Friday, October 06, 2006

Some Thoughts on Religion

Sean J. Vaughan headshot by Sean J. Vaughan

I have been practising Zen Buddhism for two years.

An interesting paradigm to keep in mind when considering religion is whether it is a subjective or objective religion. Objective religions are religions that describe religious ideas as being outside of our own minds or selves. Belief in gods or a god outside of oneself is an attribute of an objective religion. Eastern religions (or philosophies) are (or tend to be) subjective. The Buddha is not something outside of our own minds or selves.

It indeed seems to me that objective religions are a dying breed. Science seems to be gaining a monopoly in objective thought and all for the better in my opinion.

I myself have been thinking about experiences that are not objective or scientific in the sense that others cannot confirm them. I think it's safe to say that most of us have experiences like these. Science calls these things "hallucinations" and I really have no problem with that description, per se. The problem I do have with that description is that by calling these experiences hallucinations attaches negative connotations to them. Hallucinations are admitted as "normal" only if they come with drugs, illness, or whatever.

When I meditate I see funky colors, and walls look "electric", and all sorts of "stuff." From the first person perspective they are as "real" as (scientific) "reality". Actually, from the first person perspective they are more real than scientific reality because we can not practically experience all that science tells us is true.

I believe that all of our experiences (including hallucinations) can ultimately be complimented by scientific explanations. For example, science can (or will) be able to tell me that when I experienced viewing red this cluster of neurons went ratta-tat-tat. Science could also tell me whether I hallucinated it or whether red was really "out there." Science will eventually be able to explain in technical terms when I experience anger that I'm not understanding that the creep who swore at me has an ulcer which caused 'A' which caused 'B' which caused me to split my knuckles on his chin. As processing power improves hopefully it can save my knuckles or, even better, the swearing, or (even better) the ulcer, or even better, ... The problem is that the science for many of my experiences simply does not exist yet or I don't have time to learn it.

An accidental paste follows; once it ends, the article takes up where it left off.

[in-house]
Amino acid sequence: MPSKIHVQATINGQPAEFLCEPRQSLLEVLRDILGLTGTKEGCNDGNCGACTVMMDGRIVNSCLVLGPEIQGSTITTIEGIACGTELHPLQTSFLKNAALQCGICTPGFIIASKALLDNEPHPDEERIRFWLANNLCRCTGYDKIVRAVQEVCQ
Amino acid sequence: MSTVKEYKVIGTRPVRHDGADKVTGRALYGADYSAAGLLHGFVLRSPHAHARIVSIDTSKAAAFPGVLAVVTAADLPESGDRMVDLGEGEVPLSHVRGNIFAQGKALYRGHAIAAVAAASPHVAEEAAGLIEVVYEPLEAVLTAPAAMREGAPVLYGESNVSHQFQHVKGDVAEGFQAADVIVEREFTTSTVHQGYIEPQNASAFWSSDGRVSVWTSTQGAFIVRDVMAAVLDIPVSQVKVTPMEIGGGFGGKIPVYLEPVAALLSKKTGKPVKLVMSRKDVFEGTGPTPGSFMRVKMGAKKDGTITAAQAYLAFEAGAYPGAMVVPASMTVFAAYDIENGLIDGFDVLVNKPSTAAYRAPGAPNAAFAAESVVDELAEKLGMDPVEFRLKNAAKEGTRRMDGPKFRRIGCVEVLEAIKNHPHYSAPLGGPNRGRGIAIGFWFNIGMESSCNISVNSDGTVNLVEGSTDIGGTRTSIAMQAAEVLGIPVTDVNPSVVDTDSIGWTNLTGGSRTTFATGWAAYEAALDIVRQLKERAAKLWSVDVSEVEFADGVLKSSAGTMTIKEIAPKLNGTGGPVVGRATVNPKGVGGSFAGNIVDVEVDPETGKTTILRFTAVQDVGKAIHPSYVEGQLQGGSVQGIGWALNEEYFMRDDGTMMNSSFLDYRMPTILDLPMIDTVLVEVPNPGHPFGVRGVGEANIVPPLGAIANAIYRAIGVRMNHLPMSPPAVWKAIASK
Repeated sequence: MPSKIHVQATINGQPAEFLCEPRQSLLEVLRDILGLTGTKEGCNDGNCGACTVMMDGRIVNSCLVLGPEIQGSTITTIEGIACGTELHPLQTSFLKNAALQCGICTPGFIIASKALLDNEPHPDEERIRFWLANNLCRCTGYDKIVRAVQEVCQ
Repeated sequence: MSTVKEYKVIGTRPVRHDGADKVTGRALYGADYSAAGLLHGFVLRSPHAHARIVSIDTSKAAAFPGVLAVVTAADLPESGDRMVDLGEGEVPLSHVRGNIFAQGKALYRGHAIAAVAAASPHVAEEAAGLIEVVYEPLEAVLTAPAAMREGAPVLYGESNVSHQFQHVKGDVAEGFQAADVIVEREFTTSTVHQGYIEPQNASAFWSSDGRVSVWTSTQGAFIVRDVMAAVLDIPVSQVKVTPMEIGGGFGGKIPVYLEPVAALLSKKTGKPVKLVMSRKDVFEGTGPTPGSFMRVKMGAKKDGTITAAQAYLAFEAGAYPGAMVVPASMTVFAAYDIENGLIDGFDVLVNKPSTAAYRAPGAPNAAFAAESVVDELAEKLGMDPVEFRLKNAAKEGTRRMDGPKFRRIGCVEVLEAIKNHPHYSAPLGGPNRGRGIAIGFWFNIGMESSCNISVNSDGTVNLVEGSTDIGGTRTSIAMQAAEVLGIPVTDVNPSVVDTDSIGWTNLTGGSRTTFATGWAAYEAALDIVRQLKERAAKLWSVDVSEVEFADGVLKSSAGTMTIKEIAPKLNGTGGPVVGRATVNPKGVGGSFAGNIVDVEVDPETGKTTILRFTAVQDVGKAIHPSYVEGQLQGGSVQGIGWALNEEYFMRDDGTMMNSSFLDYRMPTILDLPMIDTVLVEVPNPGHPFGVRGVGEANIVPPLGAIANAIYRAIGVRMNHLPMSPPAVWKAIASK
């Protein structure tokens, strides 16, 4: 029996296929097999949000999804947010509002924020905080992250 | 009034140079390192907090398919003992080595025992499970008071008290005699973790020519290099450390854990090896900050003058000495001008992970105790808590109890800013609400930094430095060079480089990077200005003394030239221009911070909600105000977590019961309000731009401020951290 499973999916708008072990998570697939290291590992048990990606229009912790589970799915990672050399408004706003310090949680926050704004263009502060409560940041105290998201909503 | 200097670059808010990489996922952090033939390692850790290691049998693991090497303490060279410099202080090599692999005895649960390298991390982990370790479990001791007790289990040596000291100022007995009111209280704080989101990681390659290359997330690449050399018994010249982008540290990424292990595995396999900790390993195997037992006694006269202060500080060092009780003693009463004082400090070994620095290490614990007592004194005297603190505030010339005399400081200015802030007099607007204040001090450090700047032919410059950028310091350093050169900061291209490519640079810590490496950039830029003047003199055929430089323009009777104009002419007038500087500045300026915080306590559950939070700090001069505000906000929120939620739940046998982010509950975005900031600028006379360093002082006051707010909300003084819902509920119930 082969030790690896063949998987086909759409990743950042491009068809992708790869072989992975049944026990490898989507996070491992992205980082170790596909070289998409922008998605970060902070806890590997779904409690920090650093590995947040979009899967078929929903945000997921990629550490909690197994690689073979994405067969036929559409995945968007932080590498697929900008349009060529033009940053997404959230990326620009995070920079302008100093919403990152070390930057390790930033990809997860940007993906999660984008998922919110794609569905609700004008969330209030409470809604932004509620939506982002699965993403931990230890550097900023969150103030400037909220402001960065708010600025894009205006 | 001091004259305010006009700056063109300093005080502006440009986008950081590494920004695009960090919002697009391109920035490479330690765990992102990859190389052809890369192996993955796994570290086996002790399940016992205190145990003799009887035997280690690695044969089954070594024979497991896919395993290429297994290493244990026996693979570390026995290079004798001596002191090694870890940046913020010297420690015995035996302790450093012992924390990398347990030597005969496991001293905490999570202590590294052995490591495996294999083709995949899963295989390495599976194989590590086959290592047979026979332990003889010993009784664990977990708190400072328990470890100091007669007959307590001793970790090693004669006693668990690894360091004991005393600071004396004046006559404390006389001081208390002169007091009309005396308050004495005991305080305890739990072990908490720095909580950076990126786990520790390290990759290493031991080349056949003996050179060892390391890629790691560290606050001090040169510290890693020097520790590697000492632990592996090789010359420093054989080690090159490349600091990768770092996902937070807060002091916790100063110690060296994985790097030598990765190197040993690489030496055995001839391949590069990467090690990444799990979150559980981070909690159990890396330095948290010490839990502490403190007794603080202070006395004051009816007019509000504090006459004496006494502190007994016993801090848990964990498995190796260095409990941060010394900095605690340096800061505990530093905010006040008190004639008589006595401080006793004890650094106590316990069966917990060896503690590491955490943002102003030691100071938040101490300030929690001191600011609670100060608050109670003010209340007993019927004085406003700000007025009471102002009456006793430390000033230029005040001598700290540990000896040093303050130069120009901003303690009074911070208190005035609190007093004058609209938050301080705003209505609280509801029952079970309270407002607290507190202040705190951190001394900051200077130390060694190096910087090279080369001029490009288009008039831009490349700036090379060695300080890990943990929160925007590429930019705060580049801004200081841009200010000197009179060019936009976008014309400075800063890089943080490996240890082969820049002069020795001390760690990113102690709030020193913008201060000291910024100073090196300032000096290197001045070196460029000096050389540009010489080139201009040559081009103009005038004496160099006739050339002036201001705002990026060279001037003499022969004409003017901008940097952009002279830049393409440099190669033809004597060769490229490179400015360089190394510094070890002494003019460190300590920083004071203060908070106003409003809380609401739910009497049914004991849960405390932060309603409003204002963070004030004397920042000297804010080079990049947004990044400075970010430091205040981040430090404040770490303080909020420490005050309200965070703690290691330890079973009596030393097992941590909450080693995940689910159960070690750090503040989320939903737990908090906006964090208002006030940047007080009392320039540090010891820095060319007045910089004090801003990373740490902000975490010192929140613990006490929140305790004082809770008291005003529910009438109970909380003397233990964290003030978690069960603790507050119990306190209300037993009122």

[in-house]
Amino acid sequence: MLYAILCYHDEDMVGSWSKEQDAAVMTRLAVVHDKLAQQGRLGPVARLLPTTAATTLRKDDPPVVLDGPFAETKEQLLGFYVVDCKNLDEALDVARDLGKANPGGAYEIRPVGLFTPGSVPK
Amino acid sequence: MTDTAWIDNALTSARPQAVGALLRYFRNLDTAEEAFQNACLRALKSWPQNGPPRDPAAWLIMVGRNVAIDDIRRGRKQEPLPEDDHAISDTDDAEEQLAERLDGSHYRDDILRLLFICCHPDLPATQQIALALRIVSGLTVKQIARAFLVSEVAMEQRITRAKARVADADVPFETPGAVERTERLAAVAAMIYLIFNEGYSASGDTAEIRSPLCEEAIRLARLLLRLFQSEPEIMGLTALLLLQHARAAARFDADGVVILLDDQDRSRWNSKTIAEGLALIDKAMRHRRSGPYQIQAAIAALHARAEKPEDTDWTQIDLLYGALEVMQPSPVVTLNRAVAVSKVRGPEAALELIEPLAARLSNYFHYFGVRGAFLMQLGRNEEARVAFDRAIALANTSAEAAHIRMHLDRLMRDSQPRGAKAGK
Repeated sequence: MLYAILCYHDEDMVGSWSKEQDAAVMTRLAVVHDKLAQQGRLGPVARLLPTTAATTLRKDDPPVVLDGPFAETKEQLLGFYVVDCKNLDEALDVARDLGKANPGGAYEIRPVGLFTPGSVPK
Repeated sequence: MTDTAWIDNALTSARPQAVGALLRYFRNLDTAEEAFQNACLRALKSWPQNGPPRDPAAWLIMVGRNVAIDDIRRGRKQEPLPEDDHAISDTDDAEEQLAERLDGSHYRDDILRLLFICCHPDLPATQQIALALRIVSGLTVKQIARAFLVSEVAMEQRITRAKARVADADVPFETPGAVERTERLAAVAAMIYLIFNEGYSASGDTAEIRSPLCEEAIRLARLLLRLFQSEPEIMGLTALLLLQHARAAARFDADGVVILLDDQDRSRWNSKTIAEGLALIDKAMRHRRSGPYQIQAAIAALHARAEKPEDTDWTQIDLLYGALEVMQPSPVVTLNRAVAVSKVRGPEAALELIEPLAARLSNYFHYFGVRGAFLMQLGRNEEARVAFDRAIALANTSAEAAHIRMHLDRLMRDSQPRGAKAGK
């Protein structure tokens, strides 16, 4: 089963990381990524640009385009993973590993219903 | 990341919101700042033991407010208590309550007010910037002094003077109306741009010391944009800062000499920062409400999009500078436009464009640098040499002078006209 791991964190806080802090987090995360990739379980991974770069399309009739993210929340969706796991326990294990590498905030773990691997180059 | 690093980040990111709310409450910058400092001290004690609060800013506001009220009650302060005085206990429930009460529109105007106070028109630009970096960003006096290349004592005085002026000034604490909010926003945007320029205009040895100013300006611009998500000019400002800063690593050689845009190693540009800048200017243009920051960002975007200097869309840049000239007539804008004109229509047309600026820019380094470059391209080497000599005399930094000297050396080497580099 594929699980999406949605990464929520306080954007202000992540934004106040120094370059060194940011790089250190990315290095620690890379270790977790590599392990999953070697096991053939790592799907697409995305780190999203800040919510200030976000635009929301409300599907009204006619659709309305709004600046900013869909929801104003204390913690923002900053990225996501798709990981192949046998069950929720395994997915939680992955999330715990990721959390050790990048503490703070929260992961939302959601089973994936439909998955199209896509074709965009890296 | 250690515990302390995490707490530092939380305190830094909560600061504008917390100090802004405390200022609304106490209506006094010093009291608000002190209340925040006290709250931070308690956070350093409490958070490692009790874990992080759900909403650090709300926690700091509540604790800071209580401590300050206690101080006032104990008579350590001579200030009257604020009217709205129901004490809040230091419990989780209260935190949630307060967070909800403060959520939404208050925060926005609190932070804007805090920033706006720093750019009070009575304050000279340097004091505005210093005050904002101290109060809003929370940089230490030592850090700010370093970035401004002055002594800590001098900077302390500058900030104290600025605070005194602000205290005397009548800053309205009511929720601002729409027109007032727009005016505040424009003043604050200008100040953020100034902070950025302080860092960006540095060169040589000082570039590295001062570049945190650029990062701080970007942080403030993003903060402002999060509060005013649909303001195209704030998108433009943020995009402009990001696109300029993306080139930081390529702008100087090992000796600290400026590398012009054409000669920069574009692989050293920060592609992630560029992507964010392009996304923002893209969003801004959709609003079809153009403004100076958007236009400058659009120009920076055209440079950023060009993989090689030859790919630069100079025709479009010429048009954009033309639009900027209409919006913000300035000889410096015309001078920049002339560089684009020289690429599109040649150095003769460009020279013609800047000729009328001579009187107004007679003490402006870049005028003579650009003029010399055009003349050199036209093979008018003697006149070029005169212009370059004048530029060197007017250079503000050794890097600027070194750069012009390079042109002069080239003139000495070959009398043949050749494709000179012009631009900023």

Before the last couple of years I chose to ignore any "abnormal" experiences and label them as bullshit. As it turns out, that is a poor coping strategy! I think science, by its very nature, has a way of minimizing the role of the first-person perspective and that's sad. I'm not stating whether paranormal things happen in the third-person scientific world or not, but paranormal experiences do occur in the first person and are an important part of being human.

I now see science as simply a tool for myself. If my head hits a wall two or three times I can compare notes with others to learn sumpthin'. Or maybe I already read about walls and just avoid 'em because they aren't terribly attractive to begin with. Or maybe I've read about walls but still choose to push on one for experience's sake.

Back to religions...they adapt. Above I said that objective religions are a dying breed but, in fact, they are simply morphing into subjective religions as science takes over their territory. Frankly, if religion helps people without limiting an individual's own ability to help other people (of all, or any, faith) then that's fine with me. (If I were a homeless person though, giving me food with a sermon attached wouldn't really be an example of a religion helping me although it would be an example of an individual helping).

What do others think or feel about this?

Much of what I've discussed here is similar to what I've read in The Myth of Sisyphus by Albert Camus by the way.

The Author Drives A Toy Truck For His Son

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